Over the course of the next three years, the Spaniard reached her first Slam final at the 2015 Wimbledon Championships, won her maiden Major in Paris in 2016 and backed it up with the Wimbledon title in 2017. Her exploits catapulted her to the pinnacle of the world rankings, truly establishing her as one of the biggest stars of women's tennis.
But then came a barren period. Muguruza failed to live up to expectations, succumbing to pressure in critical moments and sliding down the rankings. She rediscovered some of her best form last year as she reached the Australian Open final, but fell to Sofia Kenin in three sets.
But with her win at the WTA Finals in Guadalajara on Wednesday, the Spaniard not only managed to silence her detractors but also proved to herself that she is still very much a force to be reckoned with.
Speaking to the press after her straight-sets win over the in-form Anett Kontaveit in the final, Muguruza said she was delighted to show that she still belongs at the top of the women's game.
"I'm just very happy I proved to myself once again I can be the best, I can be the 'maestra,' like how we say in Spanish," Muguruza said. "That puts me in a very good position for next year, a good ranking."
The 28-year-old began the season strongly by winning the title in Dubai and registering runner-up finishes in Doha and the Yarra Valley Classic. After a mid-season slump, Muguruza found her rhythm once again in Chicago last month, going all the way.
At the WTA Finals in Guadalajara, the Spaniard lost her first match to Karolina Pliskova in a three-set thriller and then dropped the opening set of her second group match against French Open champion Barbora Krejcikova. Muguruza did not lose a single set thereafter.
The Spaniard saw off the challenge of Krejcikova and Kontaveit to qualify for the semifinals, where she overcame compatriot Paula Badosa in straight sets. She then defeated Kontaveit once again to lift the trophy in the Mexican city.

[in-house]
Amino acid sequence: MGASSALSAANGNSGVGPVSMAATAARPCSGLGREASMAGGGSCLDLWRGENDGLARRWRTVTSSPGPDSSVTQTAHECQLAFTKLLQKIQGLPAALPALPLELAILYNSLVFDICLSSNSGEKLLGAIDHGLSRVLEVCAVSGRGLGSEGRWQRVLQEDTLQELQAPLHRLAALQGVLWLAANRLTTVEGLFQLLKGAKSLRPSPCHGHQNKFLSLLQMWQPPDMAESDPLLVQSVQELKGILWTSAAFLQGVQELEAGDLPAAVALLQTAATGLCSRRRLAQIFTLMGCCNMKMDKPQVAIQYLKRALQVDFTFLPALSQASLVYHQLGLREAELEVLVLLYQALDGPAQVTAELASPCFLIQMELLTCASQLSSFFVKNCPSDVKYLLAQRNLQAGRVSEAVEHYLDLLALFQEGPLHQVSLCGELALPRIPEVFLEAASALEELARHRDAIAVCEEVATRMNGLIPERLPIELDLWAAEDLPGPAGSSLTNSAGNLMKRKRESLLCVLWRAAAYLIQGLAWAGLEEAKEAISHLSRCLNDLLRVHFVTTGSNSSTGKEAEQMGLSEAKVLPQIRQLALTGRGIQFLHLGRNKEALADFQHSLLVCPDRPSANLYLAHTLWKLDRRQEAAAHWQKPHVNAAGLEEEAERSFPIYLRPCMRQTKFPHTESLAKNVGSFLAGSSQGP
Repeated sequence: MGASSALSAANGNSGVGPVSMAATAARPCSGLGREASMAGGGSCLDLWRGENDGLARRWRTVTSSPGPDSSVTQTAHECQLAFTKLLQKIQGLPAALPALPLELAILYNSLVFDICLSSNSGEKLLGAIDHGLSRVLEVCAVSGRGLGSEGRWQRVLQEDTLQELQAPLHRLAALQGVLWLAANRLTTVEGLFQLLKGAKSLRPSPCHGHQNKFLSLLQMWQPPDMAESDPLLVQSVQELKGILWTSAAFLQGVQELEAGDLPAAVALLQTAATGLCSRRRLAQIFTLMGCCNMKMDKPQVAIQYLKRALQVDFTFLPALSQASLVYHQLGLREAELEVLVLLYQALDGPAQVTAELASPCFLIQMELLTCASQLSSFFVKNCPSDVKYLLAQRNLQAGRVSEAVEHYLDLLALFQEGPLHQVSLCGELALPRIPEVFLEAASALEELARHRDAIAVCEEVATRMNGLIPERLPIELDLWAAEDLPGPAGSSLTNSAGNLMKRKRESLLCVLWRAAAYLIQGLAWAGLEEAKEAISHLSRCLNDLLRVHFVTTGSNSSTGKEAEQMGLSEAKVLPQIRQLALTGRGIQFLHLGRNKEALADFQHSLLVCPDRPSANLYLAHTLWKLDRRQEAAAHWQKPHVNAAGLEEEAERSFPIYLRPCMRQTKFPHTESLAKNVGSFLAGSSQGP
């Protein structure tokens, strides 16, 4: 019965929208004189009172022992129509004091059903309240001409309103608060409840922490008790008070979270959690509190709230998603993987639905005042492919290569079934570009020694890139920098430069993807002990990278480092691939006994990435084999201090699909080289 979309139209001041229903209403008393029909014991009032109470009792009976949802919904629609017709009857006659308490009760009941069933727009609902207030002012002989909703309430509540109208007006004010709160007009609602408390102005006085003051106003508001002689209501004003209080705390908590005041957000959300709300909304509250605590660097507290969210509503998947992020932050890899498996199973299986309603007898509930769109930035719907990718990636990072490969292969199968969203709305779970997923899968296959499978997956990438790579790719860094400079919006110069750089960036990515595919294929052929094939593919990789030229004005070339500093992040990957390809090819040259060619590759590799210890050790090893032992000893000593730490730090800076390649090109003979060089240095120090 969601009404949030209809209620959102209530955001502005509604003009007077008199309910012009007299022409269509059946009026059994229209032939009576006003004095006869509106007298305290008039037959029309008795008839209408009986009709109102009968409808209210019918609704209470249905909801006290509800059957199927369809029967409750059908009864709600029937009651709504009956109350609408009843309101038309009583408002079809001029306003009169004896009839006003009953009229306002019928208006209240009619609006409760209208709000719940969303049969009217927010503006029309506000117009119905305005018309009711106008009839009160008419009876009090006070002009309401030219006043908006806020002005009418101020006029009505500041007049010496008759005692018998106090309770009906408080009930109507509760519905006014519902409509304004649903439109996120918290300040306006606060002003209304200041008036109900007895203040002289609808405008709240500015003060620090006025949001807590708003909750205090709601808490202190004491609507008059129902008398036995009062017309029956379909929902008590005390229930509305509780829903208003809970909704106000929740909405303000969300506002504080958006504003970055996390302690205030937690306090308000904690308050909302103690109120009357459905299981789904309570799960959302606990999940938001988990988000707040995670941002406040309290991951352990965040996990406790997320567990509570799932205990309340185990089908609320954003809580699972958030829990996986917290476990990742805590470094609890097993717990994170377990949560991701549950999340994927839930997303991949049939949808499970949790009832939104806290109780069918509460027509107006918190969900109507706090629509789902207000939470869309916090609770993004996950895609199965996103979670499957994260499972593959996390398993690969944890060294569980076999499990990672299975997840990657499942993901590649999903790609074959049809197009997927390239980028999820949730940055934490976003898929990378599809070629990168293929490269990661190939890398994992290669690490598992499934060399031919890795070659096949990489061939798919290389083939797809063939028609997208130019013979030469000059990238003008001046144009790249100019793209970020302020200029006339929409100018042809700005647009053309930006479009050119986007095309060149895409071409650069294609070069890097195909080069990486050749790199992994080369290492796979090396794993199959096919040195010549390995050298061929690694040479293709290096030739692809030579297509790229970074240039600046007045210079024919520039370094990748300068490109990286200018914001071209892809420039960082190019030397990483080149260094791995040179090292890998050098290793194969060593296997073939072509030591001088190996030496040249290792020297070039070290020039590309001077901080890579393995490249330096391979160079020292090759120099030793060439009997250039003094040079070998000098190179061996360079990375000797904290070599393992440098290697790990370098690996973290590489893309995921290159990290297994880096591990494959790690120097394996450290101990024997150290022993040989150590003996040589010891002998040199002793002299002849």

Reflecting on her performances this season, Muguruza went on to call it the "best year" of her career despite her failure to win a Grand Slam.
"Overall I think it's the best year for me," she said. "I might not have won a Grand Slam, but I deeply feel like I've been happier and more stable, less dramatic, and in general very happy about it.”
I have the tennis, I just have to show it: Garbine Muguruza on her recent struggles
The past few years have been hard for Muguruza. The Spaniard's confidence was shattered and she looked a pale shadow of the player who had lifted a couple of Slam trophies in the past.
Despite her struggles, Muguruza said she always believed she had the level to compete with the best and it was simply a matter of putting all the pieces together.
"The last couple of years, I didn't play the same way I played before," she said. "But I didn't play bad tennis, either. I was just here, there, not going into the deep rounds at Grand Slams that made the difference. I always felt I had the tennis. I was just not putting the battle together.
"I always believe I made finals of a Grand Slam, reached the rankings, I'm like, I have the tennis, I just have to show it," she added. It's hard, of course."
Muguruza, who was born in Caracas, also went on to reveal that she was extra motivated to qualify for the WTA Finals when she heard about the possibility of Guadalajara hosting the event.
“I was like, 'Oh, my God, I have to make it,' " she said. "And look now, we’re here.”
Following her triumph in Guadalajara, Garbine Muguruza will end the year as the world's third-ranked player.